It may be every parent’s worst nightmare: when it comes to what constitutes appropriate sexual behaviour, teen girls are starting to think a lot more like boys. The latest survey by Project Teen Canada shows that while adolescents collectively aren’t having more sex than they used to—in fact they’re having less—females have a drastically different attitude. Rather than passively waiting for a romantic partner to come along, they are more likely to find one themselves, and have sex on their own terms.
The data shows that nearly half of female adolescents now say it’s acceptable to have sex after a few times out together, up from 35 per cent in 1984. During that same period, attitudes among male adolescents barely budged. Similarly, the proportion of teen girls who say that “making out” is okay after being with someone a few times has rocketed up from 79 to 94 per cent, which almost puts them on par with the guys, who are at 96 per cent. Reginald Bibby, the University of Lethbridge sociologist heading Project Teen, says the numbers reflect the fact that teen girls are “catching up” to their male counterparts.
“The traditional sexual script of male-female relationships in which the male is the initiator and controller is rapidly eroding,” says Alex McKay, research coordinator of the Sex Information and Education Council of Canada. “That basic fact explains a kind of convergence in attitudes and behaviours in relation to sexuality.” Both he and Bibby agree that this change has been a long time coming. The sexual revolution of the 1960s sparked a process of “the liberalization of attitudes” regarding gender equality and sex behaviour, says McKay. “Western culture has become more accepting of sexuality, and has been more willing to face up to the reality that adolescents are sexual beings.”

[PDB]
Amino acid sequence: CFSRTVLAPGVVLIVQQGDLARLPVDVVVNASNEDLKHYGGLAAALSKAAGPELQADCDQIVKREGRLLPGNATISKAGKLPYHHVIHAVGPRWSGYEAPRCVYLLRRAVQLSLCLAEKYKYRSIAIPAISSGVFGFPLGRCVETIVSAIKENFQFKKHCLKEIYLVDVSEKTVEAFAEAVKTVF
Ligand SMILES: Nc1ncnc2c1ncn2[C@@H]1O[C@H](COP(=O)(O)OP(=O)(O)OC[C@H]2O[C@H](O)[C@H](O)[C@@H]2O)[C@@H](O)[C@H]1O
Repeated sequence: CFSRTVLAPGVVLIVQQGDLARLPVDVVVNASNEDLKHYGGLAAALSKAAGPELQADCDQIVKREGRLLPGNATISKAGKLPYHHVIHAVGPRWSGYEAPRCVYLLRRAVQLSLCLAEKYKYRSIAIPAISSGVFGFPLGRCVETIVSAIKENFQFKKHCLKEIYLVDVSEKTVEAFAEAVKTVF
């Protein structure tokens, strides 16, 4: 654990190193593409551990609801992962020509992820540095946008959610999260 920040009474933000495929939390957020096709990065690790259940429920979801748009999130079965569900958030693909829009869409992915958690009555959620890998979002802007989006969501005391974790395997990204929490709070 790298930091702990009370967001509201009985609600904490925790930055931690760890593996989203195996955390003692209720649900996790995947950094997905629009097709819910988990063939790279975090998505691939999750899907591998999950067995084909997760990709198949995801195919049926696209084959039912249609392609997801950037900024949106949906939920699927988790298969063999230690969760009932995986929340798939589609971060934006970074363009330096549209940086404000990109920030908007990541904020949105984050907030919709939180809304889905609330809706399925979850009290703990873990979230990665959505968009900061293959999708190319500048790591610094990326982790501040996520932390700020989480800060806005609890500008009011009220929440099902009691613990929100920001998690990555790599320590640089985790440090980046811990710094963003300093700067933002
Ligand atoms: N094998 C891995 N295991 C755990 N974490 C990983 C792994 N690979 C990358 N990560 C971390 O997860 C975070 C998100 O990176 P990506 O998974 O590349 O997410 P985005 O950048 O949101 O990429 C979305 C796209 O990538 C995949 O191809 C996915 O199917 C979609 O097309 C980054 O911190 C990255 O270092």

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Of course the fear has always been that if you take the taboo out of teen sex, then things could get salacious. But the opposite seems to be happening. According to Bibby’s research, the percentage of youth who report being virgins is going up. In 2008, 56 per cent said they’d never had sex, compared to 51 per cent eight years earlier. McKay adds that Canadian teen pregnancy rates are declining, condom use is up, and Statistics Canada confirms that fewer adolescents under the age of 15 are sexually active now than in the 1990s.
Bibby says it’s because being comfortable discussing sexuality and being more tolerant of various behaviours doesn’t necessarily translate into having more sex. “Obviously things have become much more open,” he explains, “but they’ve also become much more optional. So one has the freedom to engage and the freedom not to engage.” Sara Moroz, a 20-year-old University of Lethbridge student, agrees. She says that teen girls can now be more open about having sex without being labelled as a “slut.” But on the other hand, “being abstinent is okay too. It used to be so hush-hush whether you’re having sex or not—but now it’s fine either way.”
In Bibby’s view, this is good news. “There’s much more of a sense of being in control of their sexuality,” he says. One finding in particular that may stun parents is among Bibby’s favourites: on a monthly basis, adolescents now engage in less sexual activity than seniors. “You know what the teen response is when I say, ‘I hate to tell you this, but grandma and grandpa might be having more sex than you guys are?’ ” he asks. “ ‘Gross!’ ”